The political journalism canard that if both left and right are complaining about your coverage, you are doing something right is punctured, again, by Eric Alterman:1
This journalistic calculus is partly why so much of our political discourse is artificially colored by he said, she said reporting that is of little use to our democracy. Why it rarely weighs facts, draws conclusions and exposes the dissemblers, prevaricators and liars. Why it more often than not resembles a referee, yes, but one at a pro wrestling match, purporting to be a fair watchdog but completely ineffectual and easily rolled (if not totally in on the joke) when faced with a party who simply refuses to play by the rules. Why a supposedly preeminent member of the Washington press corps like the Washington Post’s Dana Milbank could write the following five years ago:
[A 2004 survey] found that 75 percent of Bush voters believed that Iraq either gave al Qaeda ‘substantial support’ or was directly involved in the Sept. 11, 2001, attacks…
This is not to pick on Bush followers. Many on the left harbor their own fantasies that they consider fact—about how Bush knew of 9/11 in advance, or how he was coached during one of the presidential debates via a transmitter between his shoulder blades.
I’ll set aside any confusion possibly caused by this inconvenient memo to state unequivocally that I’m no crazy 9/11 truther. Nevertheless, it’s still amazing that, in Dana Milbank’s mind as well as his editors, an erroneous belief held by 46.5 million Bush voters, one of whom at the time of the survey was also our Vice President, constitutes as big a threat to democratic discourse as a minority of fringe conspiracy theorists on the left, none of whom have ever gained so much as a toehold within legitimately respected circles of intellectual or political discourse.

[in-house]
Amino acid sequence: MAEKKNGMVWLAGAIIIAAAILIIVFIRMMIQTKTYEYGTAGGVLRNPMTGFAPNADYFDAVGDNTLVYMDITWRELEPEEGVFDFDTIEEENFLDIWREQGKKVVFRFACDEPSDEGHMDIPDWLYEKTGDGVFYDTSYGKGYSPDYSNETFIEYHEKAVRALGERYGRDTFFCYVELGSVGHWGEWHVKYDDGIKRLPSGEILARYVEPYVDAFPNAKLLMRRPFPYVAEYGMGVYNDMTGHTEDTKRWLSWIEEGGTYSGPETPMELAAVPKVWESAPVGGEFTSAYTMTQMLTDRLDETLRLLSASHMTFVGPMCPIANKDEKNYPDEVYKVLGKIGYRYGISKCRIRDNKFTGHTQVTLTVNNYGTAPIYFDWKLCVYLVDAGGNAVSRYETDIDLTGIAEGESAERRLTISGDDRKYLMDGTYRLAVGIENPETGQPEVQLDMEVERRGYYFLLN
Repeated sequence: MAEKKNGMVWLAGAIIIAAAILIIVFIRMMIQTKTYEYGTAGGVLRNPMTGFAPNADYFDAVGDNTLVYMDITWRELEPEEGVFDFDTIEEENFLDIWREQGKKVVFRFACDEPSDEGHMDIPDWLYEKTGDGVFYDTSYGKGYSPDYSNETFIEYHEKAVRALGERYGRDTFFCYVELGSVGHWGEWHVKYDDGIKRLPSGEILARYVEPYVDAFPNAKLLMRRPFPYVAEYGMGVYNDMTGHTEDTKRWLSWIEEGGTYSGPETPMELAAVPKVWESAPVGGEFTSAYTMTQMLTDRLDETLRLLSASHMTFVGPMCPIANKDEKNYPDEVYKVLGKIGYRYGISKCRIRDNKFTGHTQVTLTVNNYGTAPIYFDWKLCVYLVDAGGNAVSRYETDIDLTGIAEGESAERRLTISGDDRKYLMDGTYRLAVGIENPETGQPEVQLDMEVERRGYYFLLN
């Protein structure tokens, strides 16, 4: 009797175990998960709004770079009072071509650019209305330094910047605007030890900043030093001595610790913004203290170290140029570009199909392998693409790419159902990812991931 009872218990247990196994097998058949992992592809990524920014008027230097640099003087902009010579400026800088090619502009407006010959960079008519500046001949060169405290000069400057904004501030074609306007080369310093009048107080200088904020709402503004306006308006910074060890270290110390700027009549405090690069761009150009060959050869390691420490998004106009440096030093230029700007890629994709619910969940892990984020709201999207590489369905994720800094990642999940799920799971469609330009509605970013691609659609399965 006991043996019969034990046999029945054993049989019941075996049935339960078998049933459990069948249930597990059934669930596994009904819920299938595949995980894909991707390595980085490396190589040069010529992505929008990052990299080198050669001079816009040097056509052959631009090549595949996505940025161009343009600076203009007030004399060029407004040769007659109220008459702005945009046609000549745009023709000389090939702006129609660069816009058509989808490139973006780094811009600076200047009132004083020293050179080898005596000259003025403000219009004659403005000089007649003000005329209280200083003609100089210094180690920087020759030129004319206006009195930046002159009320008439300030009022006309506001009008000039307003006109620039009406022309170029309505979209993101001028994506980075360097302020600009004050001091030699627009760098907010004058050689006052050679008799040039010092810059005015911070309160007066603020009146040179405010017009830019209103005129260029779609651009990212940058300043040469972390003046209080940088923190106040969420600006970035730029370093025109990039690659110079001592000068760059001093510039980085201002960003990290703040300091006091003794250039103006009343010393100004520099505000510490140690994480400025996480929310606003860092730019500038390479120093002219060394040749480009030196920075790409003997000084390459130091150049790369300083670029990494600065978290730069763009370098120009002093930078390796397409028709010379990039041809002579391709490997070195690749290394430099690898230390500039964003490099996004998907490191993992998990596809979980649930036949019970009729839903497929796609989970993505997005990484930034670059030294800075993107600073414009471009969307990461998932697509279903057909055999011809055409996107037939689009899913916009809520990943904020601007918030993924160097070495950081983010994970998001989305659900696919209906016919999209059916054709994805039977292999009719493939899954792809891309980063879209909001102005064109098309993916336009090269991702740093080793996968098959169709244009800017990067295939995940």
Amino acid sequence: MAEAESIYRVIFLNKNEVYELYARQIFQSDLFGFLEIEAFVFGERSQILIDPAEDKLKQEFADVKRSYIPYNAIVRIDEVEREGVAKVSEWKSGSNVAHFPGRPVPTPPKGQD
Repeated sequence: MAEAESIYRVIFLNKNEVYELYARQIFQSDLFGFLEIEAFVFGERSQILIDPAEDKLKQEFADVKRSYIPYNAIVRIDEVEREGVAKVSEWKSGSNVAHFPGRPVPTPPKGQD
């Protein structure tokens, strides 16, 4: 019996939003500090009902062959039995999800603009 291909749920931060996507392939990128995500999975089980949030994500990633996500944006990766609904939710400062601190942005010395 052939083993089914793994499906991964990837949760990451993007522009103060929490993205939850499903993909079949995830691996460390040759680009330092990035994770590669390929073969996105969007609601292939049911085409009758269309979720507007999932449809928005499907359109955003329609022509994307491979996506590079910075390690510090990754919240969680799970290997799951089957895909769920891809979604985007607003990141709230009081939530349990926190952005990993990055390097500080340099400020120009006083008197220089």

In fact, it took an astute reader to later corner Milbank on his baldly false equivalence in a subsequent Post webchat, where Milbank’s response cast aside his righteous anger at so much political spin and instead became an object lesson about Nietzsche’s abyss: “Let’s for now leave aside the question of the % on each side that believe a falsehood. I think the examples cited are actually quite similar.” Wow, wholly abandoning any attempt to defend the logic behind one’s assertion while at the same time confidently re-asserting its veracity. Ari Fleischer, eat your heart out.
(click to continue reading Our Editor-in-Chief President | Eric Alterman – The Nation.)
President Obama has seemingly been subsumed by this same adage, asserting that since both liberals and Tea Baggers don’t like the Give Millionaires Tax Breaks They Don’t Need policy, the tax policy must be good. Uhh, no. Guess again!
Ari Berman writes:
In his press conference yesterday2 , President Obama testily defended his tax cut deal with Republicans and labeled Democratic opponents of the plan “sanctimonious” and “purist.”
So do Obama supporters agree with the president’s assessment that this was the best compromise he could get and he did all he could to fight for middle-class tax cuts and not those for the wealthy?
The answer seems to be a pretty resounding no. A poll commissioned by MoveOn.org yesterday found that 74 percent of Obama volunteers or financial backers in ’08 oppose the deal. More than half said they’d be less likely to support Democrats in 2012 who back the compromise and would be less likely to donate to Obama’s re-election campaign. Pretty sobering statistics for the president and his team.
(click to continue reading Obama Supporters ‘Dismayed, Betrayed, Insulted’ by Tax Deal | The Nation.)Footnotes: